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Author Topic: Chicken question  (Read 1469 times)
GSF
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« on: August 24, 2013, 08:37:00 PM »

Does anyone have a suggestion on how to de spur a rooster? We have about 8 or 10 and they are getting the age they will be wanting to spur you.

Also on broodiness. I read somewhere that the broodiness has been pretty much bred out of the modern day chickens. We just started keeping chickens again this year. I read you can #1) leave a bunch of eggs in a nest or #2) do the latter plus buy some baby chicks to keep near them. Something about the sound of biddys will crank the broodiness back up.

I had a friend of mine tell me a story. His 80+ dad has kept chickens all his life. Years ago someone told his dad that a snake was eating their eggs but they couldn't never catch it. So they bought some golf balls and put them in a nest. The golf balls went missing and the eggs stopped getting ate. Old wives fable?

Any thoughts about any of this?
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iddee
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« Reply #1 on: August 24, 2013, 09:00:56 PM »

When we despurred them, we would cut them off with a hacksaw and put sulfur on them. That was 50 to 60 years ago. There may be better ways now.
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"Listen to the mustn'ts, child. Listen to the don'ts. Listen to the shouldn'ts, the impossibles, the won'ts. Listen to the never haves, then listen close to me . . . Anything can happen, child. Anything can be"

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« Reply #2 on: August 24, 2013, 09:06:54 PM »

eat them.  there's no reason i can think of to keep that many roosters and they will antagonize each other.  you will end up with birds so mean no one will want to get the eggs!

we put fake eggs in the nests before the hens started laying.  according to the chicken lady, they would 1. teach the hens before they started laying that eggs are not food, 2. teach the hens where they were supposed to lay, and 3. discourage egg eating critters from checking the hen house for eggs. 

for 1 and 2 it has worked. for 3 i built the fort knox of coops so i don't think anything has gotten in there. 

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.....The greatest changes occur in their country without their cooperation. They are not even aware of precisely what has taken place. They suspect it; they have heard of the event by chance. More than that, they are unconcerned with the fortunes of their village, the safety of their streets, the fate of their church and its vestry. They think that such things have nothing to do with them, that they belong to a powerful stranger called “the government.” They enjoy these goods as tenants, without a sense of ownership, and never give a thought to how they might be improved.....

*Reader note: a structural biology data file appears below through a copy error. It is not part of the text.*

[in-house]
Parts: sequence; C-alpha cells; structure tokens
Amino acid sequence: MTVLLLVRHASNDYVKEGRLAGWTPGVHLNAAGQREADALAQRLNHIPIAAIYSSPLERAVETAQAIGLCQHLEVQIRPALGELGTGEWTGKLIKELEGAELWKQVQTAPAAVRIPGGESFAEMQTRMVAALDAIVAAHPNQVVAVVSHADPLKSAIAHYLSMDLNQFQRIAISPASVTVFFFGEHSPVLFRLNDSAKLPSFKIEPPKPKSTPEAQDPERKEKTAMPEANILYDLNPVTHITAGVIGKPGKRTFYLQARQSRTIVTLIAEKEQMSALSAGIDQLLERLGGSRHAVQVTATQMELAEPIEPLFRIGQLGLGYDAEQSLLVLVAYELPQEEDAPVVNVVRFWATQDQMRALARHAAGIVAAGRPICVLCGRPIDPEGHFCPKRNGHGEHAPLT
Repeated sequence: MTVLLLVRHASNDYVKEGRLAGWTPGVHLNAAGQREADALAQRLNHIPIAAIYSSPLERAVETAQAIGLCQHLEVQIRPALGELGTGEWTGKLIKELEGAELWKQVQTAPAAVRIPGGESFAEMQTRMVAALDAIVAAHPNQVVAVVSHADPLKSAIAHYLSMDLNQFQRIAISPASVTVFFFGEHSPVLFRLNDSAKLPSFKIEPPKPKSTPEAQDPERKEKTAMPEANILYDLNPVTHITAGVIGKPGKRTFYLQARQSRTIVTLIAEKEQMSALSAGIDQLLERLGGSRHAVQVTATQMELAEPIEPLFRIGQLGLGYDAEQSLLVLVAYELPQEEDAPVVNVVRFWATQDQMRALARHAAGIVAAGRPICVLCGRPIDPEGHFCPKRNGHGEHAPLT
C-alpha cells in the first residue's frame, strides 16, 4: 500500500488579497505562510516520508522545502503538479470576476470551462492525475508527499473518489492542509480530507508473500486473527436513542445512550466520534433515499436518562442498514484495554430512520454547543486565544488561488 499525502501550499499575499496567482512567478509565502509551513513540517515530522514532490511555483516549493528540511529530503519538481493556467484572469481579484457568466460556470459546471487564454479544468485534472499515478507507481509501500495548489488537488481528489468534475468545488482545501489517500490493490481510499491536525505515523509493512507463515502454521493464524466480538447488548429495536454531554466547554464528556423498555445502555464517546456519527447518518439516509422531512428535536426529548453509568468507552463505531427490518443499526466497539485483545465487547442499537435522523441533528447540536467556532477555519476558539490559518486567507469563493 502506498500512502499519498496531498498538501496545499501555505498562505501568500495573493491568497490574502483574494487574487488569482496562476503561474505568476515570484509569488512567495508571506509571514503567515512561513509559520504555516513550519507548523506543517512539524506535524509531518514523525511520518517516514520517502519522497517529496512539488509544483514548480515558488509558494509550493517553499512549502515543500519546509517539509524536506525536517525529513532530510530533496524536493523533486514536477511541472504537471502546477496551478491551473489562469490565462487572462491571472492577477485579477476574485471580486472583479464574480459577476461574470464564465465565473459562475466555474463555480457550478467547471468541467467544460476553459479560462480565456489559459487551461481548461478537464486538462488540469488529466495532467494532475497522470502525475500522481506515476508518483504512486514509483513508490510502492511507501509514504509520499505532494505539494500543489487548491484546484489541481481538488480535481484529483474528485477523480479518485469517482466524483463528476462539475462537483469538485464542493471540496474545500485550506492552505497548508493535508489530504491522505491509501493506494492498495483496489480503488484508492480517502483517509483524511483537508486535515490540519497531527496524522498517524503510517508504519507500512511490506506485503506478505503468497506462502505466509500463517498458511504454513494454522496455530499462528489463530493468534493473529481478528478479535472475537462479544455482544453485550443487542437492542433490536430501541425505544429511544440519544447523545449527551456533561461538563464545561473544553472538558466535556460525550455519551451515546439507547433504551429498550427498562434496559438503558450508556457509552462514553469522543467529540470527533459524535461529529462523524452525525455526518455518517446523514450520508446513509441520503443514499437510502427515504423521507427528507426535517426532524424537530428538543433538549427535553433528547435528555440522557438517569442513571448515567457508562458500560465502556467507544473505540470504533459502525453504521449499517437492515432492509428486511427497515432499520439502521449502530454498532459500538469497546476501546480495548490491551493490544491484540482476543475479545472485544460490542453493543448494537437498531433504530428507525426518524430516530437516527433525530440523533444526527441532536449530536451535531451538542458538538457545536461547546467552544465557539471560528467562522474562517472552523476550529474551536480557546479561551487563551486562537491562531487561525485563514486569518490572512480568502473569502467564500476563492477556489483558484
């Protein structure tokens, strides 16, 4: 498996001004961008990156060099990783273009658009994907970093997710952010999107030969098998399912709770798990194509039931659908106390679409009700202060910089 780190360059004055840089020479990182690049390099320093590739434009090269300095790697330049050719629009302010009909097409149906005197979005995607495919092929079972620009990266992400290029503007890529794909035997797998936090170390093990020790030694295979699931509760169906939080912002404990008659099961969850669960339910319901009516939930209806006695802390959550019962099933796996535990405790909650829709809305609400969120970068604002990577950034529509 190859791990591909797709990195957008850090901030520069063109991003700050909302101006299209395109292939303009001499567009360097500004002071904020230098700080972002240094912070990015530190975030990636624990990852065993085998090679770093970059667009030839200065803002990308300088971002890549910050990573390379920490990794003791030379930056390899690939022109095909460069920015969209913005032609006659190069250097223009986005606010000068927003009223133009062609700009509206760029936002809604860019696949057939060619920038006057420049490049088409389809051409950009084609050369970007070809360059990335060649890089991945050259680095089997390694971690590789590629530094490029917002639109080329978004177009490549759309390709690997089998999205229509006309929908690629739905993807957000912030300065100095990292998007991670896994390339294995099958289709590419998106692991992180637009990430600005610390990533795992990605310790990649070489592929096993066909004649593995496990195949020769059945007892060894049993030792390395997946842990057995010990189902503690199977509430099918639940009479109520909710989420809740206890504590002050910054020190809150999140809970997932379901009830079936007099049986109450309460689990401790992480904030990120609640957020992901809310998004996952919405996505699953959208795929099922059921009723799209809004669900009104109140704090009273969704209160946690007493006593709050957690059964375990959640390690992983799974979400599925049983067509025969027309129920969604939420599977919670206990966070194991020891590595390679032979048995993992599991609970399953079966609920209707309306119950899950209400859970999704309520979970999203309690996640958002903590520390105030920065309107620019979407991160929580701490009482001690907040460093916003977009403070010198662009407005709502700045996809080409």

Alexis de Tocqueville
sawdstmakr
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« Reply #3 on: August 24, 2013, 09:14:30 PM »

I do not de-spur them. If they try to attack me I go after them. After a couple of attacks they learn who is boss and stop. Had to tell my grand kids to do the same thing to keep them from getting hurt. It is just a matter of them thinking they are the alpha and you have to let them know that you are the alpha.
Jim
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sawdstmakr
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« Reply #4 on: August 24, 2013, 09:25:03 PM »

Another problem with so many roosters is that they really harass the hens. With one rooster it is mostly mating. With a bunch of them it is more like rape. The hens have their preferred rooster and the other males force their way and it looks like pure rape and it happens every day with that many roosters.
Jim
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Modenacart
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« Reply #5 on: August 24, 2013, 09:27:41 PM »

How they go broody is a function of breed and individual chicken. We have some that don't stop and some that won't at all. We had one so hardheaded about it she got really weak and died.

If you are not trying to hatch eggs, break them right away.

The fake egg is a great trick to teach them where to lay.
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itsme
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« Reply #6 on: August 24, 2013, 10:57:59 PM »


 I read somewhere that the broodiness has been pretty much bred out of the modern day chickens.